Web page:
Power and influence play a major role in decision-making, and leadership can look extremely different from positions with better credibility or ranking. Our third simulation in Leadership in a Global Context illustrated just that concept, emphasizing the point through experiential learning once again. The simulation put students at the helm of a sunglass corporation that was trying to adopt a sustainability initiative forced upon it by the request of its biggest client. The participant, either as the CEO in one scenario or a member of mid-level management in another, is tasked with persuading their coworkers to adopt the initiative. Many decisions regarding spread of the idea, ways to prove its viability, and training were necessary for full adoption.
My largest takeaway was the major point of the simulation: the impact of power and influence. In my first simulation run, in which I was the CEO, I had a lot more credibility. I was able to easily influence my coworkers to progress on the initiative through simple steps such as sending emails or holding meetings. Throughout the course of the run, I rarely had any challenges with specific individuals that were resistant. While not included in the simulation, this can be assumed to be a result of my position. With the power to control all the consequences of my employees actions, I was in a position of natural leadership. People were more likely to listen due to my reputation rather than the validity of my ideas. They acted more out of fear or respect rather than actually coming to their own conclusions. This is incredibly important. Leaders must realize their position of power and the impact it has on those in the team. Recognizing this influence is essential in a leader’s conquest to not misuse their credibility and run an efficient team. While holding the primary position in the company, I made it a point to hold interviews of my employees in order to hear out opinions. Every member of a team should be able to contribute.
In my second run, I had much more difficulty in getting my co-workers (and bosses) to adopt the initiative. While in the same role as a leader of the sustainability initiative, I held a different position, one with less credibility and reputation. As a result, I was more likely to be challenged and resisted. I found it difficult to get all of co-workers on board and spent much more time with this simulation run. Additionally, if I made bad decisions while in this role, I faced much harder consequences than if I had been in the CEO role. This further emphasizes the major issue that the simulation addressed. Being conscious of your own power and influence can make you a much better leader.
A large part of the simulation focused on change management, as the organization had to undergo major changes in order to finally adopt the initiative. The most valuable lesson was learning the most effective method of change management: to first change context, then implement a strategy which eventually leads to a change in outcomes. I learned this lesson the hard way. In my first run through of the simulation when I had not figured out this strategy, I rushed straight to implementation without creating awareness of the cause. I had projects completed and showed my own initiative before changing context. This was unsuccessful. I found more success when I first emailed the organization, held town hall meetings to raise awareness, and had consultants come in to support my ideas. These strategies helped to change the context, showing the employees that my ideas could be implemented. After raising awareness of my goals, I then focused on implementation. This strategy eventually worked out and led to adoption of the initiative.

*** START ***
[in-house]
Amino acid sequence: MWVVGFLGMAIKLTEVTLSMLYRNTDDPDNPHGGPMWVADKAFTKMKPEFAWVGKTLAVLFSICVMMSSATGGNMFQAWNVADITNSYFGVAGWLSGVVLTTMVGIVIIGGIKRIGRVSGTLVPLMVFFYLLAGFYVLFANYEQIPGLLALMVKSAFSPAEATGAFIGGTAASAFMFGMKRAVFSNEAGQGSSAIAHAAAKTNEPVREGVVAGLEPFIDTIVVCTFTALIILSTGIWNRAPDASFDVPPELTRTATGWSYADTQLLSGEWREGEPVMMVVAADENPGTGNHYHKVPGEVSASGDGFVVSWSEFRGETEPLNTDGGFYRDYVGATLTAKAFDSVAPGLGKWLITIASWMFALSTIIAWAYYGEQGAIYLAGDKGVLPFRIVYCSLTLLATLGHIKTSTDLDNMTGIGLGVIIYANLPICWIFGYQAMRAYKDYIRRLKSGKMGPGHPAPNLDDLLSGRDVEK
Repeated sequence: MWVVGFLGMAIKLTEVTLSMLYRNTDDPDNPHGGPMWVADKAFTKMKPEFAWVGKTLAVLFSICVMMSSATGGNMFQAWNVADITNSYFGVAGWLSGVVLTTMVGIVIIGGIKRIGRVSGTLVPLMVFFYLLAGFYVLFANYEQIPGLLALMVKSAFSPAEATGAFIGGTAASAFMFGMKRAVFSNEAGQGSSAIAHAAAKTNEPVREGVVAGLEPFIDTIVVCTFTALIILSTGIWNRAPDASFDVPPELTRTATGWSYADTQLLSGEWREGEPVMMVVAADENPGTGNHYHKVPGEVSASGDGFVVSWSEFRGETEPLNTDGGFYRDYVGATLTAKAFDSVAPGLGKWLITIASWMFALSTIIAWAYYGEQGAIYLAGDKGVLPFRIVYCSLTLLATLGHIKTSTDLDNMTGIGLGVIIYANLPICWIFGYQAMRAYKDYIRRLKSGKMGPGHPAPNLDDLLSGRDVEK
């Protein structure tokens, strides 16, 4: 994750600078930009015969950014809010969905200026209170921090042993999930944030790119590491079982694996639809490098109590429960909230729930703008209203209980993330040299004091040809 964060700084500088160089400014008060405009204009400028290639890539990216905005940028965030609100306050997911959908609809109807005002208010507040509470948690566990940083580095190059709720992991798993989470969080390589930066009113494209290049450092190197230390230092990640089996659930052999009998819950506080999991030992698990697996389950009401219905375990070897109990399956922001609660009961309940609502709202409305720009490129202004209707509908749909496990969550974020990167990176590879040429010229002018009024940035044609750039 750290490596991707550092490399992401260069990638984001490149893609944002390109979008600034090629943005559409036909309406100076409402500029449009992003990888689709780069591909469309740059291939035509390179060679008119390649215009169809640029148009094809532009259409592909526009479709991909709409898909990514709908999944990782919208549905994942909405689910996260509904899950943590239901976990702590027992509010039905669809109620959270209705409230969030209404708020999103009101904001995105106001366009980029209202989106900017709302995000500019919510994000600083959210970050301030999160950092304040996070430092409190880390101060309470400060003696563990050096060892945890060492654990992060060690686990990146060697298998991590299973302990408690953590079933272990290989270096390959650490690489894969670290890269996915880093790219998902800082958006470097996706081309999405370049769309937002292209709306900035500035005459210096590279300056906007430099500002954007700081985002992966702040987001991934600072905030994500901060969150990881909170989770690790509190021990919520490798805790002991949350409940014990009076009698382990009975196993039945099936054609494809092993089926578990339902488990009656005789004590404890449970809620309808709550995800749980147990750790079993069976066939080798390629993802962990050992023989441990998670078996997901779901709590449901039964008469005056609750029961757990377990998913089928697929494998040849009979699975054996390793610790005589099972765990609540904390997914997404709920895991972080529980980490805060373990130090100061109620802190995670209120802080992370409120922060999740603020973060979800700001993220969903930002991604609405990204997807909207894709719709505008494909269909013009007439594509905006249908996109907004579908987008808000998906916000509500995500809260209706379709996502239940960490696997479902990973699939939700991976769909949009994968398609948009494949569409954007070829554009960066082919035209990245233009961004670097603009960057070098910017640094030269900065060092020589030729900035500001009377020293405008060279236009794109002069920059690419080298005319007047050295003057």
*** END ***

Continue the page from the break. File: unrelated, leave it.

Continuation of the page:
I think many of the decisions that I made were similar to the first simulation that we did in class. As both simulations were based on corporate environments, I had to be careful to make decisions that positively impacted individuals that worked for my company. I was not just responsible for my well-being, but of all of my employees as well. I had to think with a big-picture mentality. However, where I did find some differences is that, in this simulation, I was making decisions to please other people. I was more focused on having my employees adopt the initiative and made most of my decisions based on their terms/needs. In the previous two simulations, alongside my team, I was able to freely make decisions based on what I thought was the best. This is why this simulation was so challenging. I had to juggle many conflicting personalities and opinions.
Crisis Management vs. Urgency
I believe crisis management and urgency, while they are likely linked in most cases, differ from each other. Crisis management is not based on urgency. It is based solely on results and dealing with the issue at hand. While in most cases, leaders must be able to deal with the situation quickly, crisis management involves doing what is best for the company after conversations with team members. This does not always have to be quickly implemented. In this simulation, many of the best options that made the most employees adopt the initiative were lengthy and took multiple weeks to implement. While urgency was important, I think that these decisions were made with the best intentions in mind and prioritized the well-being of the corporation over a quick solution. In terms of the previous two simulations, they prioritized urgency and crisis management needed to be done quickly because of a major design issue that was impacting human lives and a zombie apocalypse. There was no option to make better decisions and waste time with these pressing circumstances. It is this conundrum that leaders must deal with. They must be able to prioritize in order to manage the crisis effectively and appropriately.